So this is All I Need for Easy, Safe Networking, Right?

Unfortunately, no. With cyber criminals become more prevalent and creative every day, maintaining an office network is a constantly evolving challenge. While the steps listed above will get you started on your way to a great office network, they won’t take care of everything. If you want complete network security, easy set up, and management, call Working Nets today! We’re a Maryland based company with years of experience managing networks of both large and small businesses, as well as a team of highly dedicated, well-trained technical experts who stay on the cutting edge of network management so you don’t have to.

To talk to someone about network management for your small business, give us a call at (443) 992-7394. We’d be happy to assist you with your professional business networking needs.

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The Karma of Networking Events: Patience is the Secret to Lead Generation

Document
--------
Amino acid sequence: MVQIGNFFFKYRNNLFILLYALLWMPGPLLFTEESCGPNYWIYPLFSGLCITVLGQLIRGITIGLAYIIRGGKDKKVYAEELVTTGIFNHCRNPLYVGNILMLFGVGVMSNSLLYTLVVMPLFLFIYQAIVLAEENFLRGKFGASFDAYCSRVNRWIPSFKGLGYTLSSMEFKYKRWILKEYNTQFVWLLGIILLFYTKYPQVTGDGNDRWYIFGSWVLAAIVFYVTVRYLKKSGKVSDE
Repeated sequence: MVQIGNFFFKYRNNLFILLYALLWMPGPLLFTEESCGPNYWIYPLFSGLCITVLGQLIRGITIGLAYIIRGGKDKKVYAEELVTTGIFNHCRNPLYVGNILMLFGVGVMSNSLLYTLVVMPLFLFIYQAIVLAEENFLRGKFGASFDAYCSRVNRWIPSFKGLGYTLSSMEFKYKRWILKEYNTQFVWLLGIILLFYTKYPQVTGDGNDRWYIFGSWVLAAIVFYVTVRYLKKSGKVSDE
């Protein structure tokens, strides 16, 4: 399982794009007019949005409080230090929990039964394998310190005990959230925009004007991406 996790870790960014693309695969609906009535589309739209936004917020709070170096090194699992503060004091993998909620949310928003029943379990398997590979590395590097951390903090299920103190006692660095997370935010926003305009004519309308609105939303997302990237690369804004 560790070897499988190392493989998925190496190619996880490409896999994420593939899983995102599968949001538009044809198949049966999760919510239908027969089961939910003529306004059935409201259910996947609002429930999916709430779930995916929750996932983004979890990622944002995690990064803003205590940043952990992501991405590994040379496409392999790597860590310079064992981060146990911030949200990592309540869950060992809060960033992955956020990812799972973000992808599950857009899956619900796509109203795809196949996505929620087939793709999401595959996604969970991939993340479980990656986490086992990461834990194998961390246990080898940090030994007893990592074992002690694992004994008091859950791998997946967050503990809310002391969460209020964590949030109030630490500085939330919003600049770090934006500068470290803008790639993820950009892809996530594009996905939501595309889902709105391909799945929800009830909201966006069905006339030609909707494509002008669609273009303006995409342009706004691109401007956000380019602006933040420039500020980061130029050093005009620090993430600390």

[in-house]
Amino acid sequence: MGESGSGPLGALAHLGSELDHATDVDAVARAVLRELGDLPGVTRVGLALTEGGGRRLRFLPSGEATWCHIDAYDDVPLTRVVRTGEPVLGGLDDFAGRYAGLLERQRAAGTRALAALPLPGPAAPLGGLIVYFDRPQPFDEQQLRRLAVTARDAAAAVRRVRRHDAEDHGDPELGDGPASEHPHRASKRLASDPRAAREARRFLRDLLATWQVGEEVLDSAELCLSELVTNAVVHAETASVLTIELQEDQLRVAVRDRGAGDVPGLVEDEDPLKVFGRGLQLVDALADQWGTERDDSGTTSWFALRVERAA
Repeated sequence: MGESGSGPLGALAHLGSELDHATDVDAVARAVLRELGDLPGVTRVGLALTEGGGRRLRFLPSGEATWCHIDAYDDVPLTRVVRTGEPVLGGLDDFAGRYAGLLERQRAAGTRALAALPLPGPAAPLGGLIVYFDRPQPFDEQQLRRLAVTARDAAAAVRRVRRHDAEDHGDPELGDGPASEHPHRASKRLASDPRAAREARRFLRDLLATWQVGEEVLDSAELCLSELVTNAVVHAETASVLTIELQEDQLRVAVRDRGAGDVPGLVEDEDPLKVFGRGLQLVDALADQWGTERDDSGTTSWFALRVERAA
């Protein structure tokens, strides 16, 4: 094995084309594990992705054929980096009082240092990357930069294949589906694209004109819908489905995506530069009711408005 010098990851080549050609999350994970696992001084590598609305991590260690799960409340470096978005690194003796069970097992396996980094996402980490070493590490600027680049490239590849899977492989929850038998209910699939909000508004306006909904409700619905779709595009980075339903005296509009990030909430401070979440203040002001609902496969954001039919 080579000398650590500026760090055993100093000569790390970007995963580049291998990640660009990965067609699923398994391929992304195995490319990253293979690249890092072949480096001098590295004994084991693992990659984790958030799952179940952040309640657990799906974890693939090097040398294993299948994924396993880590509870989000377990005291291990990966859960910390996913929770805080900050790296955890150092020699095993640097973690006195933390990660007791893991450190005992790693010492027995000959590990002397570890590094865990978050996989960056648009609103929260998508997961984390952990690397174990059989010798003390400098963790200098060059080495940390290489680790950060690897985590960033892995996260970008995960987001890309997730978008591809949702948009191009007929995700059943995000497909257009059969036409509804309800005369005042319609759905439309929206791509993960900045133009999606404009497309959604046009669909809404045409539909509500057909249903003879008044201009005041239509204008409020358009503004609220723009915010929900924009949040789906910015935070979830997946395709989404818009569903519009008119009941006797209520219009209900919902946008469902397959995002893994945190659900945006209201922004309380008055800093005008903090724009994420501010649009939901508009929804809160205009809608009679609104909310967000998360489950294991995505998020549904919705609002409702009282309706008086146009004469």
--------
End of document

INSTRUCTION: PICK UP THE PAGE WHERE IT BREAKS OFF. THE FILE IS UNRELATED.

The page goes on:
Tags: , , IT industry, IT Tips Baltimore

The other night I attended a networking event. It’s an annual event, but this is the first time I’ve gone. I was fascinated as to how many people I knew at this event. Many from events I still regularly attend, but others from groups I used to go to, or even groups that just are no more. I met some knew, and re-established contact with folks with whom I’d been long out of touch.

This morning, I emailed someone who was at the event, who doesn’t do very much networking for his business, and asked him what he thought of it. His response was, “As far as the event, I met a couple of people that I will follow up on. If anything positive comes out of that, it will have been worth it, otherwise, not.” Now, to me, that perspective is… bizarre. But I have come across it many times before. So I responded to his email, but I’d like to share it with all of you who use networking as part of your business-marketing plan:

My philosophy on networking events is that it’s almost always worth it. If nothing solid comes out of it, you met some people. Next time, you’ll run into some of them, and now you’re not strangers anymore. You talk a little bit about whatever – the Ravens, vacation spots, whatever. The next time they’ll smile when they see you and say “HIIIII – How ARE you?” And after that, you schedule a one-on-one, etc… Like other marketing initiatives, this is a game of brand awareness. The more you get to know them; the more they get to know you, the more likely they will feel comfortable thinking of you as “the accountant” when they have issues, or when they talk to other business owners.